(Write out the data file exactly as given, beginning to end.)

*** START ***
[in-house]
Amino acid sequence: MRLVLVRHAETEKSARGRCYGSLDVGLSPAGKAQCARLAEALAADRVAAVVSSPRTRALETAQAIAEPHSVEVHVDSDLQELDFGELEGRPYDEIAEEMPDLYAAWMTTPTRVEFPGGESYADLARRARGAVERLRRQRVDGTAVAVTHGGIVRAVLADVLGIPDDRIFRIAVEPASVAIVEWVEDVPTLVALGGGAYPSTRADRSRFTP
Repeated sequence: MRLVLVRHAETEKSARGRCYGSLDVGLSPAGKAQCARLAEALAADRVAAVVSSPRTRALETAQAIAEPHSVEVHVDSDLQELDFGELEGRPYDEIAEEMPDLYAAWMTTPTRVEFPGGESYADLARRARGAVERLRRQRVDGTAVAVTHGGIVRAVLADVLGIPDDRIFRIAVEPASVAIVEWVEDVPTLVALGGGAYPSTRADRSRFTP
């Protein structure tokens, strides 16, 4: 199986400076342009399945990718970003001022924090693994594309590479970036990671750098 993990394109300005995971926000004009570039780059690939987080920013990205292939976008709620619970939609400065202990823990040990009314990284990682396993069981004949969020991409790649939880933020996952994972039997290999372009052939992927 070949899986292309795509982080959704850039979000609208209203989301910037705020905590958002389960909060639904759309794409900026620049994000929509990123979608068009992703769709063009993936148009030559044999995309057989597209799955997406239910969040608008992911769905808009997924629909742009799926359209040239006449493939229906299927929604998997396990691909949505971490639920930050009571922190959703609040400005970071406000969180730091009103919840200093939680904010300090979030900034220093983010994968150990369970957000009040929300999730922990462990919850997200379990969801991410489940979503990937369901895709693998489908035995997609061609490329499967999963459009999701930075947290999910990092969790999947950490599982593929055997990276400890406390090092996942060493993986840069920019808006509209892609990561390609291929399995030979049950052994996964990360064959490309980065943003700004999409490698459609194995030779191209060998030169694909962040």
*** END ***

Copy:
[in-house]
Amino acid sequence: MRLVLVRHAETEKSARGRCYGSLDVGLSPAGKAQCARLAEALAADRVAAVVSSPRTRALETAQAIAEPHSVEVHVDSDLQELDFGELEGRPYDEIAEEMPDLYAAWMTTPTRVEFPGGESYADLARRARGAVERLRRQRVDGTAVAVTHGGIVRAVLADVLGIPDDRIFRIAVEPASVAIVEWVEDVPTLVALGGGAYPSTRADRSRFTP
Repeated sequence: MRLVLVRHAETEKSARGRCYGSLDVGLSPAGKAQCARLAEALAADRVAAVVSSPRTRALETAQAIAEPHSVEVHVDSDLQELDFGELEGRPYDEIAEEMPDLYAAWMTTPTRVEFPGGESYADLARRARGAVERLRRQRVDGTAVAVTHGGIVRAVLADVLGIPDDRIFRIAVEPASVAIVEWVEDVPTLVALGGGAYPSTRADRSRFTP
């Protein structure tokens, strides 16, 4: 199986400076342009399945990718970003001022924090693994594309590479970036990671750098 993990394109300005995971926000004009570039780059690939987080920013990205292939976008709620619970939609400065202990823990040990009314990284990682396993069981004949969020991409790649939880933020996952994972039997290999372009052939992927 070949899986292309795509982080959704850039979000609208209203989301910037705020905590958002389960909060639904759309794409900026620049994000929509990123979608068009992703769709063009993936148009030559044999995309057989597209799955997406239910969040608008992911769905808009997924629909742009799926359209040239006449493939229906299927929604998997396990691909949505971490639920930050009571922190959703609040400005970071406000969180730091009103919840200093939680904010300090979030900034220093983010994968150990369970957000009040929300999730922990462990919850997200379990969801991410489940979503990937369901895709693998489908035995997609061609490329499967999963459009999701930075947290999910990092969790999947950490599982593929055997990276400890406390090092996942060493993986840069920019808006509209892609990561390609291929399995030979049950052994996964990360064959490309980065943003700004999409490698459609194995030779191209060998030169694909962040």